Heading into his third season out of Auburn, Smith is an integral part of a Colts’ offensive line that enters the 2020 season as PFF’s top unit in the NFL. He improved his overall grade from 72.2 as a rookie in 2018 to 79.8 this past season (12th among all qualifying tackles) thanks to a big bump in his run-blocking grade. It rose over 15 points to 86.3 in 2019, and he helped pave the way for a Colts’ run game that led the league in expected points added (EPA) per play on runs to the right of the center. If Smith can make a similar jump in pass protection next season, we could be looking at him as a surprise atop our tackle grades.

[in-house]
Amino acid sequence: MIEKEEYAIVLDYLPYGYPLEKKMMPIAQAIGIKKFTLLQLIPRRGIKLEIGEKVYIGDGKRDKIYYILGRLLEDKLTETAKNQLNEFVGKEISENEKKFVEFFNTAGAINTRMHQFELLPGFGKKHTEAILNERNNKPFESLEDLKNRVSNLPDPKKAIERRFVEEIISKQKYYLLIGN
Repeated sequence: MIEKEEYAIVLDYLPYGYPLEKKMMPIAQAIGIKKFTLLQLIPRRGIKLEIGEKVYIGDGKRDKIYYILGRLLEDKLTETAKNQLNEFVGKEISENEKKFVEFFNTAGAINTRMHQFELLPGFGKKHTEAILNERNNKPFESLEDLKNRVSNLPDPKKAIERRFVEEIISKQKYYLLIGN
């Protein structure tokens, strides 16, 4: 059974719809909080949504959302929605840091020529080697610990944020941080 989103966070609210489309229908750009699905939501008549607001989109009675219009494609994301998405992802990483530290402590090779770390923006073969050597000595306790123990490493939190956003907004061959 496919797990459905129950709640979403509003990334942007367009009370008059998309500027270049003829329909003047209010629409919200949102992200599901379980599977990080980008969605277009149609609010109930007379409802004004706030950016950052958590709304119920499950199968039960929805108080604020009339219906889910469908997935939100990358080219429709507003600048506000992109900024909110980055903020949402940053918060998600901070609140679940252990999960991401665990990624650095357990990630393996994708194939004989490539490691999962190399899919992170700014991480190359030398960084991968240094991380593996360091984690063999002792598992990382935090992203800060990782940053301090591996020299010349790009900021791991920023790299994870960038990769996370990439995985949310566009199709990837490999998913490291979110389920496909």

Jenkins’ overall grade last season may not appear all that impressive, but the number itself can be misleading. For context, here are the grades for every rookie who played at least 100 snaps when lined up at guard last season.
Rookie Guards in 2019 | Min. 100 snaps
|Player||Snaps played at guard||PFF grade at guard|
The only rookie guard to best that mark over the past three seasons was Quenton Nelson, who has quickly become one of the best players in the entire NFL. Moving back further to all guards, Jenkins' 69.0 grade ranked 19th among 81 qualifiers in 2019. Considering the learning curve from college to the NFL at a position along the offensive line, there’s reason to believe Jenkins should be even better next season.